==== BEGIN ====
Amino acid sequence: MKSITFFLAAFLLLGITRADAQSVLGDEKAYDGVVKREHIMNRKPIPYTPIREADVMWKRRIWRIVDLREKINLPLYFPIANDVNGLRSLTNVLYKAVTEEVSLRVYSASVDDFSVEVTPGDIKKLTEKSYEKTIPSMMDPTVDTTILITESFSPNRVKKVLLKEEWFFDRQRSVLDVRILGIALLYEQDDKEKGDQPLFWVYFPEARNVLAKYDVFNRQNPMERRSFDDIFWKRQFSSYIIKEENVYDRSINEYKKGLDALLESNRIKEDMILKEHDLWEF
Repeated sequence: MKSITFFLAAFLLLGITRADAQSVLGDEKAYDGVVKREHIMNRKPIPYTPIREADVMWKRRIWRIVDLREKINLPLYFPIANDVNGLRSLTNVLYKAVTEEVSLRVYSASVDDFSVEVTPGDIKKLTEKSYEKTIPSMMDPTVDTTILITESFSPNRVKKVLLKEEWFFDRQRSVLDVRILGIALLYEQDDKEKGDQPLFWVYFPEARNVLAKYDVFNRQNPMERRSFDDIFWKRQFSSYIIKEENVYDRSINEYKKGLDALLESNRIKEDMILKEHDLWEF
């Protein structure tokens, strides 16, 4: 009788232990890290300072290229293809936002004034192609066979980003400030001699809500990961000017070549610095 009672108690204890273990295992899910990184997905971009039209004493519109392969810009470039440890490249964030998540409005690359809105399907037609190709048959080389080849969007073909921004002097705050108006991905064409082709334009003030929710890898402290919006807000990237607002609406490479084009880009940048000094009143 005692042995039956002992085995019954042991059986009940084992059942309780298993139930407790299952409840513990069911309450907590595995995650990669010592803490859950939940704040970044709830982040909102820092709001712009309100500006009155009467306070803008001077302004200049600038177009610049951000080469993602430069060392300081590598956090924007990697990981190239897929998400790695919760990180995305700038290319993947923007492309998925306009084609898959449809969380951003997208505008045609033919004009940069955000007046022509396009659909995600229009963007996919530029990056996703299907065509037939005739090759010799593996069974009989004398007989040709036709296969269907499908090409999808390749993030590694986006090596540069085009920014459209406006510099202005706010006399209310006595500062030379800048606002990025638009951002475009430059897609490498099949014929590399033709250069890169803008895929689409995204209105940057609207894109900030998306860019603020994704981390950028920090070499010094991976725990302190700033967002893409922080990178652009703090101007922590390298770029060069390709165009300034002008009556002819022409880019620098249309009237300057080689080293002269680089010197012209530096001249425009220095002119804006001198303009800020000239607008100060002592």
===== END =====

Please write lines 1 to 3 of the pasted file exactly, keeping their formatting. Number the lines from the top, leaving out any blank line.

Amino acid sequence: MKSITFFLAAFLLLGITRADAQSVLGDEKAYDGVVKREHIMNRKPIPYTPIREADVMWKRRIWRIVDLREKINLPLYFPIANDVNGLRSLTNVLYKAVTEEVSLRVYSASVDDFSVEVTPGDIKKLTEKSYEKTIPSMMDPTVDTTILITESFSPNRVKKVLLKEEWFFDRQRSVLDVRILGIALLYEQDDKEKGDQPLFWVYFPEARNVLAKYDVFNRQNPMERRSFDDIFWKRQFSSYIIKEENVYDRSINEYKKGLDALLESNRIKEDMILKEHDLWEF
Repeated sequence: MKSITFFLAAFLLLGITRADAQSVLGDEKAYDGVVKREHIMNRKPIPYTPIREADVMWKRRIWRIVDLREKINLPLYFPIANDVNGLRSLTNVLYKAVTEEVSLRVYSASVDDFSVEVTPGDIKKLTEKSYEKTIPSMMDPTVDTTILITESFSPNRVKKVLLKEEWFFDRQRSVLDVRILGIALLYEQDDKEKGDQPLFWVYFPEARNVLAKYDVFNRQNPMERRSFDDIFWKRQFSSYIIKEENVYDRSINEYKKGLDALLESNRIKEDMILKEHDLWEF
């Protein structure tokens, strides 16, 4: 009788232990890290300072290229293809936002004034192609066979980003400030001699809500990961000017070549610095 009672108690204890273990295992899910990184997905971009039209004493519109392969810009470039440890490249964030998540409005690359809105399907037609190709048959080389080849969007073909921004002097705050108006991905064409082709334009003030929710890898402290919006807000990237607002609406490479084009880009940048000094009143 005692042995039956002992085995019954042991059986009940084992059942309780298993139930407790299952409840513990069911309450907590595995995650990669010592803490859950939940704040970044709830982040909102820092709001712009309100500006009155009467306070803008001077302004200049600038177009610049951000080469993602430069060392300081590598956090924007990697990981190239897929998400790695919760990180995305700038290319993947923007492309998925306009084609898959449809969380951003997208505008045609033919004009940069955000007046022509396009659909995600229009963007996919530029990056996703299907065509037939005739090759010799593996069974009989004398007989040709036709296969269907499908090409999808390749993030590694986006090596540069085009920014459209406006510099202005706010006399209310006595500062030379800048606002990025638009951002475009430059897609490498099949014929590399033709250069890169803008895929689409995204209105940057609207894109900030998306860019603020994704981390950028920090070499010094991976725990302190700033967002893409922080990178652009703090101007922590390298770029060069390709165009300034002008009556002819022409880019620098249309009237300057080689080293002269680089010197012209530096001249425009220095002119804006001198303009800020000239607008100060002592």